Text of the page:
Winning the Louisiana Gulf War

27 Jul

by M. Long

What is our situation in the Gulf Coast?

Across the country corporate and state interests have become inseparable. This is inevitable. The politician and the big money-maker get along quite well in the United States. Even millionaires can be quite powerless. Entities with incomprehensible amounts of wealth are the issue.

This vast wealth is generated because private interests are more or less given natural resources by the government. Representational democracy acts as a sham allowing politicians and judges to make it seem as if a majority of the people in a region consented to whatever deal was made. This is what has happened in the Gulf Coast for decades.

As a result, the state favors the interests of wealthy corporations over individual people. This means that the armed forces and police forces are often enlisted in the service of these profit-making giants; this is why BP has command of the U.S. Coast Guard while it is being “investigated” and “regulated.”

The South historically has existed in many ways as an economic
colony of the more industrialized North. From cotton to sugar to oil, this region has produced a great amount of raw product. This has come at great expense to its people and nature, but this region has not seen much of that wealth return.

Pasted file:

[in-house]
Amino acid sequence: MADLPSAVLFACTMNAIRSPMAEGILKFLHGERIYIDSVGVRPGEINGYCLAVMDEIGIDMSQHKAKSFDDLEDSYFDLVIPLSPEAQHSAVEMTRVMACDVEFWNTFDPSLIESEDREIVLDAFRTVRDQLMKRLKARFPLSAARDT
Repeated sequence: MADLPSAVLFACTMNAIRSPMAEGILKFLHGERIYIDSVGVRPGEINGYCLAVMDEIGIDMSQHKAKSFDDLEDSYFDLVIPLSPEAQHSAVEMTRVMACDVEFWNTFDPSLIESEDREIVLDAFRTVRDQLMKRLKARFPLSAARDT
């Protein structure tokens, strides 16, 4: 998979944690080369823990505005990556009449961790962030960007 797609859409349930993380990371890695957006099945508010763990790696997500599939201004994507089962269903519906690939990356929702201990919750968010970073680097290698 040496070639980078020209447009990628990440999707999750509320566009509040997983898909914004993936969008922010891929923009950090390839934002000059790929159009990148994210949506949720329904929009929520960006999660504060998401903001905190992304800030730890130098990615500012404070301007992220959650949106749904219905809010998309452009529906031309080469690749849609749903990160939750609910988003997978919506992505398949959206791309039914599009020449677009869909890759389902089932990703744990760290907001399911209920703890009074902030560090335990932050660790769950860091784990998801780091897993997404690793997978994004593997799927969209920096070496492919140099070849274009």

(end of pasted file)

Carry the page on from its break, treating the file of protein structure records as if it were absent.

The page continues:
The Federal Government sells the Gulf Coast to the highest bidder. This is made possible by the complicity of state officials on both sides of the aisle. Some seek to blame the majority’s lifestyles as the root of the problem. This is a smokescreen. We can agree on the necessity of throttling back consumption, but “going green” as the corporations, government, and Hollywood have presented it is based on individual consumer initiatives: “Buy this new light bulb, buy organic, drive a Prius”.

Many people would like to take initiatives like this, but most simply can’t afford it. The “green” product is a status purchase. This popular vision of “going green” has nothing to do with systemic change. Instead it presents BP as “Green”, the Oscars as “Green”, and Al Gore as “Green”. It has nothing to do with making a more sustainable, healthier future for the middle, working, and poor classes. We need systemic change, where the burden is not on the cash-strapped individual but on the corporations and the state who have institutionalized our problems and created pockets of extreme wealth for themselves in the process.

Winning the Louisiana Gulf War